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To understand what a power steering return line is, you first need to understand power steering. So, let’s start there. And it begins with some bad news: You’re not as strong as you think you are. I know that hurts to hear, so feel free to take a second. Your car’s power steering is a system that gives you extra power to help steer your car, so you don’t have to do all the work yourself. I’ll spare you the ins and the outs of the system, but here’s the basic part: Your power steering system is a hydraulic system, which means it relies on fluid to provide extra pressure, and therefore power. When you turn the steering wheel, fluid is used to provide the extra power necessary to turn the wheels, making your life a whole lot easier. The power steering fluid is transported through rubber or metal hoses called the power steering hoses. Creative, I know. The power steering pump sends the fluid to the power steering rack through one hose (a high pressure hose), and it returns to the power steering fluid reservoir through a second hose (a low pressure hose). That hose that sends the fluid back to the reservoir and pump is called the power steering return line. Your car has a lot of hoses, and it’s not uncommon for them to wear out. They can become brittle with time, which often leads to cracking or snapping. If this happens to the power steering return line, it will need to be replaced.
First rule of cars: Leaks are bad. Did you really need me to tell you that? If the power steering return line goes out, then your car will start to leak power steering fluid. You may notice a pool of liquid under your car, so before you blame your dog, consider that there might be something wrong with your car. Your car has a lot of fluids, so a leak can represent any number of issues. A busted power steering return line isn’t the most common thing to cause a leak, but it’s not unheard of. If you’re familiar with your car liquids, and you notice that the leak is power steering fluid, then it may be the return line.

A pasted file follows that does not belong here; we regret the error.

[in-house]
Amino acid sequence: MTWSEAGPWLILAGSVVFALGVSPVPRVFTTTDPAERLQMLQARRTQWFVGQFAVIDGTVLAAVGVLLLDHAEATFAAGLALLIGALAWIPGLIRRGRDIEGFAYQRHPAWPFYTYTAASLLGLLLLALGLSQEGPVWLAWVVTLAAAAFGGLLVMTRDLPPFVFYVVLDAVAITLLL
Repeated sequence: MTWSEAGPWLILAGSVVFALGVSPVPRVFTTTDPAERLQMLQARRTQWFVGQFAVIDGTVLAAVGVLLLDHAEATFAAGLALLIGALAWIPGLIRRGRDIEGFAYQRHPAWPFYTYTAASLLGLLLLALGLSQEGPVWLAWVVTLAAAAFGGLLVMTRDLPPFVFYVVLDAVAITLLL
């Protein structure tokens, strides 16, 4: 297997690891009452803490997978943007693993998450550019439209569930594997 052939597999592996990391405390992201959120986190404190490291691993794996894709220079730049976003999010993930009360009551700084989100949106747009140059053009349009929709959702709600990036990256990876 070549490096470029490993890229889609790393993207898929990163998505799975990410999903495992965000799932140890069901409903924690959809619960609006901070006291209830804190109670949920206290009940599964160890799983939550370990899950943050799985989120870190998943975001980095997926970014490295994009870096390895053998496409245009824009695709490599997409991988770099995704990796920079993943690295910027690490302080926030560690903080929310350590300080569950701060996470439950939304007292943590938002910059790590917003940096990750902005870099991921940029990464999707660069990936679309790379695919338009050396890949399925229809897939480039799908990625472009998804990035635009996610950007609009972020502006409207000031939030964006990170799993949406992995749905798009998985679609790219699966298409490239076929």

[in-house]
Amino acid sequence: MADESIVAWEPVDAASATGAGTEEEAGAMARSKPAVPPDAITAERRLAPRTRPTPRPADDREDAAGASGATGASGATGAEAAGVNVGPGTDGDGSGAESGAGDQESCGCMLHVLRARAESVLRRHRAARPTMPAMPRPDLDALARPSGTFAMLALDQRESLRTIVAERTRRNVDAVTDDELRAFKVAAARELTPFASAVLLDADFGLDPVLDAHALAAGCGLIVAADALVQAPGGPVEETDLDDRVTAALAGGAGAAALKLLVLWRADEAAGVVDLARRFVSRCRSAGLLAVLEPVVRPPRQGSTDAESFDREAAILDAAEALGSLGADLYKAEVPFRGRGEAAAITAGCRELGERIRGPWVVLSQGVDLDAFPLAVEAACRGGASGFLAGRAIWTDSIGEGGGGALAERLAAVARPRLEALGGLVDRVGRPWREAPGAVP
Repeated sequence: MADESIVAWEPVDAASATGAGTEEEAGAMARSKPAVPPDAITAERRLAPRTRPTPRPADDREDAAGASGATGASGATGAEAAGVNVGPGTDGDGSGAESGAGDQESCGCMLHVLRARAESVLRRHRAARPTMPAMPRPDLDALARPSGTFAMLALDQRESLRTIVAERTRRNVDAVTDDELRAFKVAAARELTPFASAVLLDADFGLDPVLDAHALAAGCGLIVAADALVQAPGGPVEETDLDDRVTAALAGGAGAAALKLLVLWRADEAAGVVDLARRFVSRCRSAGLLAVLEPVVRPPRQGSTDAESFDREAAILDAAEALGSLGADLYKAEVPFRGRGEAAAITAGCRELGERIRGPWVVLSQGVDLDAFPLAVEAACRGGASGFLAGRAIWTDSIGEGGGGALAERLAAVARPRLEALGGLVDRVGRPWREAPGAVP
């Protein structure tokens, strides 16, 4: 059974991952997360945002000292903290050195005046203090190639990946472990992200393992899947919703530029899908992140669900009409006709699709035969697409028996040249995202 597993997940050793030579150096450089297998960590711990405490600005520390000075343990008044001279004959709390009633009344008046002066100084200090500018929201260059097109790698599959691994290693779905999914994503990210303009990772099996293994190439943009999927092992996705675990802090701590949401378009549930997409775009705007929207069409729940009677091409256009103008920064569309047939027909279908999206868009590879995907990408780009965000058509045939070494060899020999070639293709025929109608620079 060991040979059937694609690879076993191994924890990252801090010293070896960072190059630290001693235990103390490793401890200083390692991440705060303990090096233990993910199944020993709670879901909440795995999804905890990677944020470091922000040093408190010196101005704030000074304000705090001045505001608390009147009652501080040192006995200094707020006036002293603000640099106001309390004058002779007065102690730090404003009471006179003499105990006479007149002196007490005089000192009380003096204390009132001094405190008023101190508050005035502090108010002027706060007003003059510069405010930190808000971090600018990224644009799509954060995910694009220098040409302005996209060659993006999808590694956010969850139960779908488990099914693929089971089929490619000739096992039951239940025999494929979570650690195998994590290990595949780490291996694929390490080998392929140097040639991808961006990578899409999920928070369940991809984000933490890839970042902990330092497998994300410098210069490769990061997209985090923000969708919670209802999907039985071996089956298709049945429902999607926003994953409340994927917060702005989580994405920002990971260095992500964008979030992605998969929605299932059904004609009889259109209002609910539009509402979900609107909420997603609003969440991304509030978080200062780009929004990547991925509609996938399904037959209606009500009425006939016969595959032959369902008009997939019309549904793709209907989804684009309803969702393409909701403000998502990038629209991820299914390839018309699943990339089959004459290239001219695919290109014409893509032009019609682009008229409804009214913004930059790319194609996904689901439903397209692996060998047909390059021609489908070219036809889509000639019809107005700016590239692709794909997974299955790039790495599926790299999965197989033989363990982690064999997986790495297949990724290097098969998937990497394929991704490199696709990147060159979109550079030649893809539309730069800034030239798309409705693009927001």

Well, hopefully you can put two and two together here, and figure this one out. If your car is leaking power steering fluid, you may end up with low power steering fluid levels. Who knew? It’s a good idea to get in the habit of checking your car’s fluid levels. You only need to do so every few weeks, it only takes five minutes, and you’ll feel like a little bit of a badass when you do so. If you notice that your car is low on power steering fluid, then you’ve likely got a leak. And it might be coming from the power steering return line.
Ever driven an old car, one that doesn’t have power steering? If so, you’ve noticed how heavy the steering feels. It’s not great. If your car has inadequate pressure in the power steering system, the power steering won’t work very well, and the burden of providing the power to your steering wheel will fall on you. And you’ll feel it. The power steering return line isn’t responsible for providing pressure to the system. The other hose does that. However, if the return line is broken, your car will leak power steering fluid. As the fluid level drops, the power steering system won’t be able to provide as much pressure, and the effect of the system will be diminished.Get a Quote 1-Year | 12,000-Mile Warranty
The power steering system exists for a reason. It makes steering easier, which isn’t just a luxury. Easier steering makes your car safer, because you can steer better, and your car is more responsive.
It’s still safe to drive your car if it has a broken power steering return line. But it won’t be as easy or effective to drive, so you want to get a replacement sooner rather than later.
1-Year | 12,000-Mile Warranty